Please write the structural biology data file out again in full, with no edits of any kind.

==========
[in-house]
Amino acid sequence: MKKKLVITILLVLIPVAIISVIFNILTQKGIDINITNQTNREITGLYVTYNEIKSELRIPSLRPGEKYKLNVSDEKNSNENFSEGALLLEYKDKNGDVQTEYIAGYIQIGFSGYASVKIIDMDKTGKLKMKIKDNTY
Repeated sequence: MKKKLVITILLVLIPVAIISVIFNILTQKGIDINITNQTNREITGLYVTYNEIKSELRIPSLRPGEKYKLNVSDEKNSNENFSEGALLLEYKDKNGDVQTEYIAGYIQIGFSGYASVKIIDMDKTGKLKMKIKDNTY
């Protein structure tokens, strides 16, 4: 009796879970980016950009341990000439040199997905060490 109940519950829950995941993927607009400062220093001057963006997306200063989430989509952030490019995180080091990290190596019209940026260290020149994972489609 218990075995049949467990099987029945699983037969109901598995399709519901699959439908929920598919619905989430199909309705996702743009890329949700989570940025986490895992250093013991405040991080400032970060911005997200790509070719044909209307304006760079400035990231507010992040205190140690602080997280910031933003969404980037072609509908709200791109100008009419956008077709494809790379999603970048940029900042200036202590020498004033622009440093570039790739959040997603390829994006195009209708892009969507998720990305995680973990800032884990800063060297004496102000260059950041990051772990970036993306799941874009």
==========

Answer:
[in-house]
Amino acid sequence: MKKKLVITILLVLIPVAIISVIFNILTQKGIDINITNQTNREITGLYVTYNEIKSELRIPSLRPGEKYKLNVSDEKNSNENFSEGALLLEYKDKNGDVQTEYIAGYIQIGFSGYASVKIIDMDKTGKLKMKIKDNTY
Repeated sequence: MKKKLVITILLVLIPVAIISVIFNILTQKGIDINITNQTNREITGLYVTYNEIKSELRIPSLRPGEKYKLNVSDEKNSNENFSEGALLLEYKDKNGDVQTEYIAGYIQIGFSGYASVKIIDMDKTGKLKMKIKDNTY
């Protein structure tokens, strides 16, 4: 009796879970980016950009341990000439040199997905060490 109940519950829950995941993927607009400062220093001057963006997306200063989430989509952030490019995180080091990290190596019209940026260290020149994972489609 218990075995049949467990099987029945699983037969109901598995399709519901699959439908929920598919619905989430199909309705996702743009890329949700989570940025986490895992250093013991405040991080400032970060911005997200790509070719044909209307304006760079400035990231507010992040205190140690602080997280910031933003969404980037072609509908709200791109100008009419956008077709494809790379999603970048940029900042200036202590020498004033622009440093570039790739959040997603390829994006195009209708892009969507998720990305995680973990800032884990800063060297004496102000260059950041990051772990970036993306799941874009």